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Archive for May 10th, 2012

12 Days With Dr. Ruth Beechick – Science to Match Scripture

Science to Match the Bible

Chapter three of Dr. Beechick’s A Biblical Home Education deals with the teaching of science and the foundation upon which we teach that particular subject.  In the first few pages of this chapter, Dr. Beechick makes two comments that really resonated with me.  I have quoted them below.

“The public schools have not earned an A in science teaching, or even a C.  Goals 2000, with a lot of federal money, had as one goal that our high school graduates would be first in the world in science.  But by 2000 they scored nineteenth out of the twenty-one nations that participated in testing.  Something is terribly wrong with our school science teaching.  A look at the textbook system shows a lot of what is wrong and that the same time indicates what we can do differently.”

“Betrand Russel, though not a Christian himself, wrote that ‘Christianity is the mother of science.’ He understood that the revolution came about through belief in a rational God who would make a unified, orderly universe that man can observe and discover laws of cause and effect.”

I do not mean to get in a pulpit and preach, but this subject has been a thorn in my side for years.  I am a proponent for excellence in academics.  In fact, I have spent a great deal of my adult life striving for this in our own home and in the education of students within Artios Academies.  However, it troubles me that parents, when considering student involvement in academic home school programs, often seemingly demand that the approach we used for the teaching of science be the same as that which is currently failing within the public school system.  That makes no sense to me.  It’s like getting the cart before the horse.  It is starting with a false security and faulty paradigm in our approach to science.  It was encouraging to see Dr. Beechick say the same thing.

It is also fascinating to see what Dr. Beechick describes as textbook problems. She based this list on a large committee of teachers involved in rating science textbooks.

1.   A distortion of the importance of contributors and contributions to the study of science.

2.  The weakness in teaching important concepts and an unnecessary emphasis on the teaching of technical terms and trivial details that are easy to test.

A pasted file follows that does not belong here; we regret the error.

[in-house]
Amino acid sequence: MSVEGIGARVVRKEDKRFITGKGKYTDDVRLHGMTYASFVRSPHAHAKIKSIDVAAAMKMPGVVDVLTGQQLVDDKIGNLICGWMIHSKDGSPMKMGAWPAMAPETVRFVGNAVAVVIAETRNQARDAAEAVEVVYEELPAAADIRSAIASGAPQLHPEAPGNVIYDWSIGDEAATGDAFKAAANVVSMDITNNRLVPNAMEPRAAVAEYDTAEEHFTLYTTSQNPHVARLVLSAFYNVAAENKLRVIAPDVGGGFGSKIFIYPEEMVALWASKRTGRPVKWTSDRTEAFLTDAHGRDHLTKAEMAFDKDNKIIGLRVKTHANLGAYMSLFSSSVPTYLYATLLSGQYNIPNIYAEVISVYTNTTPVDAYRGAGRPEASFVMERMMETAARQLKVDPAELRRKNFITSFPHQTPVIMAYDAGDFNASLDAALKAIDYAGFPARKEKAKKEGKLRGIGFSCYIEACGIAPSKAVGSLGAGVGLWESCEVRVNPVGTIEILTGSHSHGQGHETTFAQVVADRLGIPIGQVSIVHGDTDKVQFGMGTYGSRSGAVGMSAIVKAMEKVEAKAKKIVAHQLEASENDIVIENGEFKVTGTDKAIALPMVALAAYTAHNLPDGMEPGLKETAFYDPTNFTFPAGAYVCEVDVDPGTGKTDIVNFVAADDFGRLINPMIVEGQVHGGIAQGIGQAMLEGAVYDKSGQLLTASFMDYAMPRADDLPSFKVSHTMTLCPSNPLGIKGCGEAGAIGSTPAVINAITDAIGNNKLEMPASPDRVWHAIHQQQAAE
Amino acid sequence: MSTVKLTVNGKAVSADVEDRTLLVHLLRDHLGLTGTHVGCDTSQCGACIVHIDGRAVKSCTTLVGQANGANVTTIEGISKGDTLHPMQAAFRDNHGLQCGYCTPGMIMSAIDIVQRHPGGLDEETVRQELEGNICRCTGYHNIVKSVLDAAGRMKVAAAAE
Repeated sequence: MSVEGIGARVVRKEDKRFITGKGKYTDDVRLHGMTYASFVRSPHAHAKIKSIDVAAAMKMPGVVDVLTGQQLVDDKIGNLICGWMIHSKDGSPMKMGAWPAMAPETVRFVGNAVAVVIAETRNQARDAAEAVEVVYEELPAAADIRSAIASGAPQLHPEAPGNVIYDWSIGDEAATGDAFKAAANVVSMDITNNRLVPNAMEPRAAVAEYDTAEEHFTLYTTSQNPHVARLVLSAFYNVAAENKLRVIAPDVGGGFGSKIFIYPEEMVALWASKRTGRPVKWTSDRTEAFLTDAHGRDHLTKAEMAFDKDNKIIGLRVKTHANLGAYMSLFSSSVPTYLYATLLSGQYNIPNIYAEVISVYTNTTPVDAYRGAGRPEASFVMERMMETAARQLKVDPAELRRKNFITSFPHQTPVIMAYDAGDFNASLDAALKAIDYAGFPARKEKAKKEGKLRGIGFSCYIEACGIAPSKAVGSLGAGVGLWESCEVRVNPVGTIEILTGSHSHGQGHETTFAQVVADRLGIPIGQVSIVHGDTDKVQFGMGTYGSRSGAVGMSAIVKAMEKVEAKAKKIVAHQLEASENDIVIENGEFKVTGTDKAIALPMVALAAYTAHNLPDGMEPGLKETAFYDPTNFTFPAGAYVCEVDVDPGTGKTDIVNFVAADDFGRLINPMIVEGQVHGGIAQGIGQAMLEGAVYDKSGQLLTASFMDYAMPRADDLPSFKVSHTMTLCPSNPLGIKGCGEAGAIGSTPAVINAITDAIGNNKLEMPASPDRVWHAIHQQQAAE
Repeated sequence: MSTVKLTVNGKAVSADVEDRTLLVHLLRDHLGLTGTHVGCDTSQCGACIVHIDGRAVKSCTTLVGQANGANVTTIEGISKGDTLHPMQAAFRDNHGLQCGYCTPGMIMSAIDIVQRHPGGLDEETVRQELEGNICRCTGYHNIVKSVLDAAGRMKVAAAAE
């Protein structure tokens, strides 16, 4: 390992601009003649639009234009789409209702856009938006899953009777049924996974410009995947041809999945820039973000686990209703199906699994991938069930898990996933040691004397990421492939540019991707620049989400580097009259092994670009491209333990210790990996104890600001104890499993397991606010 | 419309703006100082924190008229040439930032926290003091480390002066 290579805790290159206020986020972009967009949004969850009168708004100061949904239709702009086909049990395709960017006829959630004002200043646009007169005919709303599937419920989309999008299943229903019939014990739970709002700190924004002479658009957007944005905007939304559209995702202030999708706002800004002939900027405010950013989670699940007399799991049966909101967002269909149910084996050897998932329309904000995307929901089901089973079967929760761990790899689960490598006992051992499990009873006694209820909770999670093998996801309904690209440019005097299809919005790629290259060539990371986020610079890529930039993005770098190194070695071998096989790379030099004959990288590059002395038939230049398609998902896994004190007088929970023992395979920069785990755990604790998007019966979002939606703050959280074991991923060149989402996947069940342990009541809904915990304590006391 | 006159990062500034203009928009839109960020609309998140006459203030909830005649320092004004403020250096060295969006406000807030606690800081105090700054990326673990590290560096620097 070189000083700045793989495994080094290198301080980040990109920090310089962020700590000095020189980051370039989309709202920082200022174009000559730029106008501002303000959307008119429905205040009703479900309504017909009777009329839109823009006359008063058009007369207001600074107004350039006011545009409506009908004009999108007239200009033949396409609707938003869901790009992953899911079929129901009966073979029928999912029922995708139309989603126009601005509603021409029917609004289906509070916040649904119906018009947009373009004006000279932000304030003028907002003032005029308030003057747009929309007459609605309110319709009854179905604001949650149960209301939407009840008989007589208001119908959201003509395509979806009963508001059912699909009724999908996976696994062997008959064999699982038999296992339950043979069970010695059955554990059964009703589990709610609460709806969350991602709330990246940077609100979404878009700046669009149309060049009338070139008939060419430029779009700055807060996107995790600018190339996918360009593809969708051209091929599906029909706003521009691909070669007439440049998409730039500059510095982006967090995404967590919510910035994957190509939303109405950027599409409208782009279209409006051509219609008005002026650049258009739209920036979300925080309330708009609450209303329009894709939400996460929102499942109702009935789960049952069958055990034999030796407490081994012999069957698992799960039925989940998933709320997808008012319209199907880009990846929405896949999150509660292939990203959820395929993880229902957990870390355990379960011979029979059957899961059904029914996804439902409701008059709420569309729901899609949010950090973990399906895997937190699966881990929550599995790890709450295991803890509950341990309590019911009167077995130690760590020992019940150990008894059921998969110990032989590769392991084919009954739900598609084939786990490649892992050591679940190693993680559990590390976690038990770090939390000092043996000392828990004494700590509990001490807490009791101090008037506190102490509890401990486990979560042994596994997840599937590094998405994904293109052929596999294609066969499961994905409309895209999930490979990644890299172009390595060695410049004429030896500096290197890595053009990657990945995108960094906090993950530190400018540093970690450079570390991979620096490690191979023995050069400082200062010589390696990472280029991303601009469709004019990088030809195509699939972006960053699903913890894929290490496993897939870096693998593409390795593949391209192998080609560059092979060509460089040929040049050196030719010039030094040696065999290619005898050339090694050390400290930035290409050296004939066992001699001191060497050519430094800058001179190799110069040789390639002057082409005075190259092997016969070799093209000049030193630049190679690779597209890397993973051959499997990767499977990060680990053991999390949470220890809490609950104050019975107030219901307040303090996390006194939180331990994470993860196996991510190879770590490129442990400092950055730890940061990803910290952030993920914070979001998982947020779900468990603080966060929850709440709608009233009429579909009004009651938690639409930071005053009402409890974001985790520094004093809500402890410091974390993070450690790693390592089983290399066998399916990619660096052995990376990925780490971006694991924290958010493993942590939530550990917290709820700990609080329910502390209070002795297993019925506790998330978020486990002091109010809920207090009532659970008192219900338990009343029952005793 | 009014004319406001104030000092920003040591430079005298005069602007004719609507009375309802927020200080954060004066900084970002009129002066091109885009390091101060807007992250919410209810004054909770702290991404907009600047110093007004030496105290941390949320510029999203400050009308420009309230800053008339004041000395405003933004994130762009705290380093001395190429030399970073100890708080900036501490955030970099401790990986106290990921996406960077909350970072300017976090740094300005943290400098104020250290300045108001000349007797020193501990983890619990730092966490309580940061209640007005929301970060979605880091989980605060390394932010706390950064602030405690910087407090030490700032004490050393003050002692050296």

3.   The failure of illustrations that were planned for helpfulness and instead designed for color and layout appearance.

4.   The failure of student activities being connected with the science concept being learned.

Dr. Beechick encourages us to choose materials that teach important science concepts and not just vocabulary and details that can be tested.  She suggests choosing materials that contain activities that encourage thinking and not just giving the student cookbook-style directions.

There is no way that I can do justice to Dr. Beechick’s topics of:  The Long Roots of Science, Something for Everybody, and Creation Science.  These are “hot” topics these days and although I have my own beliefs and convictions, I think it best for you to read Dr. Beechick’s own words on these topics in Chapter Three.  She is much more eloquent and knowledgeable in these areas.

National Science Education Standards

I love the way Dr. Beechick explains these standards.  “The National Science Education Standards for curriculum specifically state that there is no arbitrary sequence of content.  When you see a listing of what to learn in fourth grade, what to learn in fifth and so on, that list is made for graded schools so the fifth grade teacher will not repeat what the fourth grade teacher taught.  As a homeschooler, you are free from that arbitrariness.”  The best part about this chapter is that she goes on to give us practical and logistical ways to teach science at home all the way through the twelfth grade.  She is adamant about beginning with Scripture as the lens through which we see the world and through which we study science.  This is very different from current trends that view Scripture through the lens of science.